Antoine of Oregon - James Otis
Next Day every man and boy in our company was looking eagerly forward for signs of game, and when, the afternoon being nearly spent, they saw large herds of antelopes in the distance, it was only with difficulty I could force the teamsters to remain on their wagons.
Every horseman would have set off at that time in the afternoon with weary steeds, when there was no possibility of running down the game, had it not been for John Mitchell, who, after talking with me, insisted that no man should leave the company until we had made camp.
The Platte River was to be crossed before we halted, and we needed every man with us, for I knew that the bottom of the stream was soft, and the chances many that we would be forced to double up our teams.
However, we gained the opposite bank without much difficulty and were hardly more than ready to encamp, after having traveled eighteen or nineteen miles, when it began to rain once more, and then the men were glad that they had not set oil to hunt at nightfall.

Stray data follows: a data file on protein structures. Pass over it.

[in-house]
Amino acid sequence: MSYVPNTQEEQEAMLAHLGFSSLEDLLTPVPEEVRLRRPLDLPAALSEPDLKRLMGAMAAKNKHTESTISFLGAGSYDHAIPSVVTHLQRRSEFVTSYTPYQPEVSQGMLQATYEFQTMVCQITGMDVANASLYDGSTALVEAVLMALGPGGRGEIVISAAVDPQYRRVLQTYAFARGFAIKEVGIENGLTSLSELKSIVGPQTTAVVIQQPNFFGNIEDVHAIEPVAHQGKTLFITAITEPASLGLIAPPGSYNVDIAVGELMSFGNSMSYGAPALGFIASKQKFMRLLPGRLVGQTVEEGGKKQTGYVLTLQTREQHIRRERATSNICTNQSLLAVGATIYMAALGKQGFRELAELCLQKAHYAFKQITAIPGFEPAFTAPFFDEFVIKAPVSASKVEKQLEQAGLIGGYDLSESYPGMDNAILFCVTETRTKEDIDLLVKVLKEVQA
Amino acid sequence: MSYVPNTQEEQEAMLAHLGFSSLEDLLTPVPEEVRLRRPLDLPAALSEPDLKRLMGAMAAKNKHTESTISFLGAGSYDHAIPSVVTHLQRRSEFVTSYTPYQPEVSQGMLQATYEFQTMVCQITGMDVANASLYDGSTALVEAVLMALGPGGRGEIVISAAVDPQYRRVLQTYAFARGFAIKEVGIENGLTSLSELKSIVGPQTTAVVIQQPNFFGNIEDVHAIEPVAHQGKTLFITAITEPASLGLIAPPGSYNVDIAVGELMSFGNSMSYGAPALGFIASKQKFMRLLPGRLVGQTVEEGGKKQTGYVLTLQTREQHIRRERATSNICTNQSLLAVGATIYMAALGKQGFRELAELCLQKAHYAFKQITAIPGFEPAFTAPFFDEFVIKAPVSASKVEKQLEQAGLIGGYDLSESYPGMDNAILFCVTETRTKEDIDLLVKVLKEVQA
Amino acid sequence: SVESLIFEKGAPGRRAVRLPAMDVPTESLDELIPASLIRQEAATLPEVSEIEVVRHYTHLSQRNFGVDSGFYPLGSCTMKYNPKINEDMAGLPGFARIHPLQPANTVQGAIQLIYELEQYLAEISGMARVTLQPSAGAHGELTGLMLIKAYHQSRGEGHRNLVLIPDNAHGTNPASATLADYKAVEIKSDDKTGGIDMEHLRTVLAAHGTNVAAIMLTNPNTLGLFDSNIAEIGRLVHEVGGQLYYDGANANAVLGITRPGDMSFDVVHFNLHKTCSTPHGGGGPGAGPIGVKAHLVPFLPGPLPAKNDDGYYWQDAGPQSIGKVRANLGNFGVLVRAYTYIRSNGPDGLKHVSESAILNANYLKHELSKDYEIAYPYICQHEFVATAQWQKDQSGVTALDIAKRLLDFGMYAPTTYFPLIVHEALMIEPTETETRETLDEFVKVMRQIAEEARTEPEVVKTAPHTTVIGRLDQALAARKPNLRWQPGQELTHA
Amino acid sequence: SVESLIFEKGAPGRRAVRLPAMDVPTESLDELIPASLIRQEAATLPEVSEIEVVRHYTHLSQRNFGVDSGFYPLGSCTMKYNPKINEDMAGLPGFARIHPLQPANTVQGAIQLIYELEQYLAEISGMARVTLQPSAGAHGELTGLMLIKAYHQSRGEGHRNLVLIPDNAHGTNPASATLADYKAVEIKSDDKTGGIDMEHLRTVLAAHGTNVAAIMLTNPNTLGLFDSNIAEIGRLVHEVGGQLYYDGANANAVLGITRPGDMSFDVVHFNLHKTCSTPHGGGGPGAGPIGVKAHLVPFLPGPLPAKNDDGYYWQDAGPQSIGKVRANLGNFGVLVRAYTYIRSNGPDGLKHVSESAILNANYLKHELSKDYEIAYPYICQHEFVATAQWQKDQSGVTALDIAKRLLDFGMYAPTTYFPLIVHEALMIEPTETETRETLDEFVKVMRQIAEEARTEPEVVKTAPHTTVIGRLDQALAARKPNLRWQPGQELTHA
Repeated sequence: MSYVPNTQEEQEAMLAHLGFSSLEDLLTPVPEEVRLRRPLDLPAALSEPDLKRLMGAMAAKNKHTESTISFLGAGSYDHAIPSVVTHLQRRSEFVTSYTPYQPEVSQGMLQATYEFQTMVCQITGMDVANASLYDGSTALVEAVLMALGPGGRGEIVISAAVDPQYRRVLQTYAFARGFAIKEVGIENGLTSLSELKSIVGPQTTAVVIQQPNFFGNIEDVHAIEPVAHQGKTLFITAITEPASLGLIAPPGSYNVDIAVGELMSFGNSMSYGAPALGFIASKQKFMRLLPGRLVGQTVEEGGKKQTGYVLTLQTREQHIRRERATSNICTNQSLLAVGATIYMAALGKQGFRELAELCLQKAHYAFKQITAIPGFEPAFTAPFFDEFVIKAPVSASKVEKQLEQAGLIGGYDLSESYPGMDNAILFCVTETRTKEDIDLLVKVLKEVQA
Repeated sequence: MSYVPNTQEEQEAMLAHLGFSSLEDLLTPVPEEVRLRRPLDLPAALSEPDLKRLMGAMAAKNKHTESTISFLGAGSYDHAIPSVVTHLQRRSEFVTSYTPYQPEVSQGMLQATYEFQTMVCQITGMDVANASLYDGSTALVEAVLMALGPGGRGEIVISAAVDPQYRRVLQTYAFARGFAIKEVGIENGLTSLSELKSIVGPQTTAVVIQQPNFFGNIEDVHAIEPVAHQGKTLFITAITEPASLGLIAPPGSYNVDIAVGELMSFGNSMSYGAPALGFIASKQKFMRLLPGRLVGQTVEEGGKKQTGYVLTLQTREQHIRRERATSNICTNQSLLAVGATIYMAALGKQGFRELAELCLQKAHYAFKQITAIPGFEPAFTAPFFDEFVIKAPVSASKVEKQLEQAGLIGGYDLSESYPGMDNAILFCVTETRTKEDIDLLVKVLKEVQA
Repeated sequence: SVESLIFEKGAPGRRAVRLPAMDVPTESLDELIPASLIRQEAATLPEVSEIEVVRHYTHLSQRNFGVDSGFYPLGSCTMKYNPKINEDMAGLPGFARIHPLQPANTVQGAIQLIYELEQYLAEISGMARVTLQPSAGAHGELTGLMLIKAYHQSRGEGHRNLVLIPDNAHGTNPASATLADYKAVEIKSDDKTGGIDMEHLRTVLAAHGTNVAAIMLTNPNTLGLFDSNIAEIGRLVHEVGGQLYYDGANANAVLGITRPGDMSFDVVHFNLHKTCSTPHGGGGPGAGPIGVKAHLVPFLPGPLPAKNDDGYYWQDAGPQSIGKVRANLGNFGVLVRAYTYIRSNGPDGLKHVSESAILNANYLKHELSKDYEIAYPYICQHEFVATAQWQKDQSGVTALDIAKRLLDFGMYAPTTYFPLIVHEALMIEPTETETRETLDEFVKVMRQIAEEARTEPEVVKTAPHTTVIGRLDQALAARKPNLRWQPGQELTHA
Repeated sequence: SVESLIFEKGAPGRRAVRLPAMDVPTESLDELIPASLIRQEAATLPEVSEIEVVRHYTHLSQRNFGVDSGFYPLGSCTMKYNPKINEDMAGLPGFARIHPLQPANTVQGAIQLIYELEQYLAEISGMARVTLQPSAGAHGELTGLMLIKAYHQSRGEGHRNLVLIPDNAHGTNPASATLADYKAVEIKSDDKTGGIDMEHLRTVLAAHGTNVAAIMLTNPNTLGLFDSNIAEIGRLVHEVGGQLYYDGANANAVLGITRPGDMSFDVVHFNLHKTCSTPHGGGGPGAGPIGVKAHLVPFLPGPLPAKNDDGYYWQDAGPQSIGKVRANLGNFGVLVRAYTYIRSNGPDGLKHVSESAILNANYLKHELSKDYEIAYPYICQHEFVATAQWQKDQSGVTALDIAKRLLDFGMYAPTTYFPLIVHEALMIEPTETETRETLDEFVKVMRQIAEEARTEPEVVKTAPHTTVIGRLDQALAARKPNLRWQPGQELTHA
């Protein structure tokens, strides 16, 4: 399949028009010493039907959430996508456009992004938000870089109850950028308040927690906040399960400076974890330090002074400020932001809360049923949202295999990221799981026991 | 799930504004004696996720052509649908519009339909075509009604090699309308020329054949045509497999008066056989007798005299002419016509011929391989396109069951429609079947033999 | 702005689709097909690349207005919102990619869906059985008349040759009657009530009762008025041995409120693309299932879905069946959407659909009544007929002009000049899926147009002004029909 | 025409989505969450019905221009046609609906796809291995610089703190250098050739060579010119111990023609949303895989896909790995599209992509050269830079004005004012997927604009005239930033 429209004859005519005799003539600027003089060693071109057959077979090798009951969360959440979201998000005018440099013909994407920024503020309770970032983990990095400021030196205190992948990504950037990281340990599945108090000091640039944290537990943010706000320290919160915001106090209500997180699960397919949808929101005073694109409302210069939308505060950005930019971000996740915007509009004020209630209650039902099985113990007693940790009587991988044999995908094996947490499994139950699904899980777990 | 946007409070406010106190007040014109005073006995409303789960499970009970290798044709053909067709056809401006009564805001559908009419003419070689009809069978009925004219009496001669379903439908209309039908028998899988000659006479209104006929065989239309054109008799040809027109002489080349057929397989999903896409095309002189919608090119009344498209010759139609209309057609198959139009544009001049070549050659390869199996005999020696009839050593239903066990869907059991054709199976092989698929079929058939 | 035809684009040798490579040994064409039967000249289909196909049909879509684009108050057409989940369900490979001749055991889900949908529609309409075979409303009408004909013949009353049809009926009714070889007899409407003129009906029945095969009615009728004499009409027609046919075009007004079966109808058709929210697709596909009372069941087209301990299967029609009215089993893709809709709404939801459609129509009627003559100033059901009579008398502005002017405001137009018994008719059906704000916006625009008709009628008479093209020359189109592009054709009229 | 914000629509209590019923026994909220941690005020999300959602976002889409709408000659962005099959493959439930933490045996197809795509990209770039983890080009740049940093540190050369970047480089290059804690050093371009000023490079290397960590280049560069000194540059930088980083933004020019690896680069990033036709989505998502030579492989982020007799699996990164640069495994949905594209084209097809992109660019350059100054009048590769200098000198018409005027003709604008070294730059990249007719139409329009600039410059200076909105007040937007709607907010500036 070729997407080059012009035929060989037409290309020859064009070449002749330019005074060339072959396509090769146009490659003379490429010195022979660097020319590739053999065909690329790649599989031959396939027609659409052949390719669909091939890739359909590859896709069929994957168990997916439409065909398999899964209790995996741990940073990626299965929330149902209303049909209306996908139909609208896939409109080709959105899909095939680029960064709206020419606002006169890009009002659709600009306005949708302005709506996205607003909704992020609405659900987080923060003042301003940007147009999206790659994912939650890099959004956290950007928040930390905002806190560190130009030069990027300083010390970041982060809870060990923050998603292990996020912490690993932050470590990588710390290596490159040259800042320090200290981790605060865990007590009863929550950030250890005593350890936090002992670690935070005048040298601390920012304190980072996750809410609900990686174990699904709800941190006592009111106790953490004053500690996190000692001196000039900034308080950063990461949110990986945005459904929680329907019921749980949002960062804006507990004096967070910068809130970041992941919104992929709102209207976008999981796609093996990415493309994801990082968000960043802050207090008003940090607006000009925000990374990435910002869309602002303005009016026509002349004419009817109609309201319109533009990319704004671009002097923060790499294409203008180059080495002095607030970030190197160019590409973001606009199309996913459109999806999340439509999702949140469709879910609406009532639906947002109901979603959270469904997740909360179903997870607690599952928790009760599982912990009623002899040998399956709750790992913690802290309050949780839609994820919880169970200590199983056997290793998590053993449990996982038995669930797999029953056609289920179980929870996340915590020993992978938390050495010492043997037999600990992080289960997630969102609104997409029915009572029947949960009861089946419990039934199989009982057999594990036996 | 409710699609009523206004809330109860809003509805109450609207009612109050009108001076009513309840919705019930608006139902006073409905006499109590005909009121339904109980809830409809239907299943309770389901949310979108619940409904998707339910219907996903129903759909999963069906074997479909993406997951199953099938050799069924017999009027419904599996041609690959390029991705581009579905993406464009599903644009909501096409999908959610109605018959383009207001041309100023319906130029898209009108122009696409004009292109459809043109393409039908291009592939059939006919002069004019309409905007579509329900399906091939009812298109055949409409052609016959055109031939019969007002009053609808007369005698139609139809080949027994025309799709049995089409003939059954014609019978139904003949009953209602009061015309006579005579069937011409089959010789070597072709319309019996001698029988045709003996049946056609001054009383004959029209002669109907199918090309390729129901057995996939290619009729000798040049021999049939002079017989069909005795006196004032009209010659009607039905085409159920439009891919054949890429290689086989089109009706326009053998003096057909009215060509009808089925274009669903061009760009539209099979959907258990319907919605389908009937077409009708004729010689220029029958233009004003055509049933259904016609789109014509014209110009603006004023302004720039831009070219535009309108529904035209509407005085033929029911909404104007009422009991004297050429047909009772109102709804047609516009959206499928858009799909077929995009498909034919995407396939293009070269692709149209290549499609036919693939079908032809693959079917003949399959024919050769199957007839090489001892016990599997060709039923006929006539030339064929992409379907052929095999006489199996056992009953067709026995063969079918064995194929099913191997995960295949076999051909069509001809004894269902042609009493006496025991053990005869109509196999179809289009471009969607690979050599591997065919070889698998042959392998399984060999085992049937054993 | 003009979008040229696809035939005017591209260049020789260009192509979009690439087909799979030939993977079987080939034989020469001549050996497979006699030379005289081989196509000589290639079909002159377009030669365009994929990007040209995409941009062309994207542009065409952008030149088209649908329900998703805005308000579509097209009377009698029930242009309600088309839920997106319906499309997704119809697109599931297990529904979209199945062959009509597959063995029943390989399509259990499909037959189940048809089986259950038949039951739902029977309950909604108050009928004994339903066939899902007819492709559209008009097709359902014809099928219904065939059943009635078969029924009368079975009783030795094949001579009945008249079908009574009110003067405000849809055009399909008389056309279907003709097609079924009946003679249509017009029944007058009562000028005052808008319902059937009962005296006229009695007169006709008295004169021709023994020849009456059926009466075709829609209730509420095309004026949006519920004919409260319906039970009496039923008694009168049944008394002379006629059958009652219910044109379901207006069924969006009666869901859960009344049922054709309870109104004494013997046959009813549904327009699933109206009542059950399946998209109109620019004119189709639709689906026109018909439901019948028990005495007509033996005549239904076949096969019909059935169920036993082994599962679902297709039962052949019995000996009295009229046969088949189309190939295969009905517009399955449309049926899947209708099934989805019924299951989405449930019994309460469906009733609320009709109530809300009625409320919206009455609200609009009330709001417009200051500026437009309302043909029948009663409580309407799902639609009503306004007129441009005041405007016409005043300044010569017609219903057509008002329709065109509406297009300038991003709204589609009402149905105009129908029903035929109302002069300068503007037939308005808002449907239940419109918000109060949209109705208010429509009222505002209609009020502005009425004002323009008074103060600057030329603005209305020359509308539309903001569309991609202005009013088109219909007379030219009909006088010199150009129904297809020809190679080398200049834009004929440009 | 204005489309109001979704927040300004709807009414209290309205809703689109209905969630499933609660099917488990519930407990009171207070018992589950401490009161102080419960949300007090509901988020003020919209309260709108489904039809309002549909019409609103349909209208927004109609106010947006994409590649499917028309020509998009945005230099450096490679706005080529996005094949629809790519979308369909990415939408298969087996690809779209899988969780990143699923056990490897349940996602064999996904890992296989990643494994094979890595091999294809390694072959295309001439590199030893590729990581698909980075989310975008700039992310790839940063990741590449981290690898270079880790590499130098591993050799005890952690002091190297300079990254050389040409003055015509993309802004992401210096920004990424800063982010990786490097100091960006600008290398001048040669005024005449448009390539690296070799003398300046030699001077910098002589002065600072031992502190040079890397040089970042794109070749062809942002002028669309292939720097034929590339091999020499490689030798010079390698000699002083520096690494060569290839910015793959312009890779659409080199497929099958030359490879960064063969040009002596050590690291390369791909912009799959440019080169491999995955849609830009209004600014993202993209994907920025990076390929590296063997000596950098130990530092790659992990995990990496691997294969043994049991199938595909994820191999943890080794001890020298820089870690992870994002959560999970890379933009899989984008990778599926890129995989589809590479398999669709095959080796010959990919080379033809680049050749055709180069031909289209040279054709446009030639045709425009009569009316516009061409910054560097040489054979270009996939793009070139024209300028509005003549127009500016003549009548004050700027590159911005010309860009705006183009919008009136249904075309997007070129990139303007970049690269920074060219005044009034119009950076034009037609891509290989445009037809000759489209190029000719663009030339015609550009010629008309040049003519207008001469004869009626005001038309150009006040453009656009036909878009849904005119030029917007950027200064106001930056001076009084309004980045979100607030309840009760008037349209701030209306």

We camped where it would be possible for us to get water without too much labor, and set about gathering fuel before everything was soaked by the rain, and darkness was upon us.
Then the men began to treat me as if I was of their own age. They came into my tent by twos and threes, asking when it would be possible for them to hunt antelopes, and when I would go with them to bring in fresh meat.
I told them that on the next day they should have all the hunting that would satisfy them and their horses, and this caused them to wonder how I knew antelopes might be near at hand.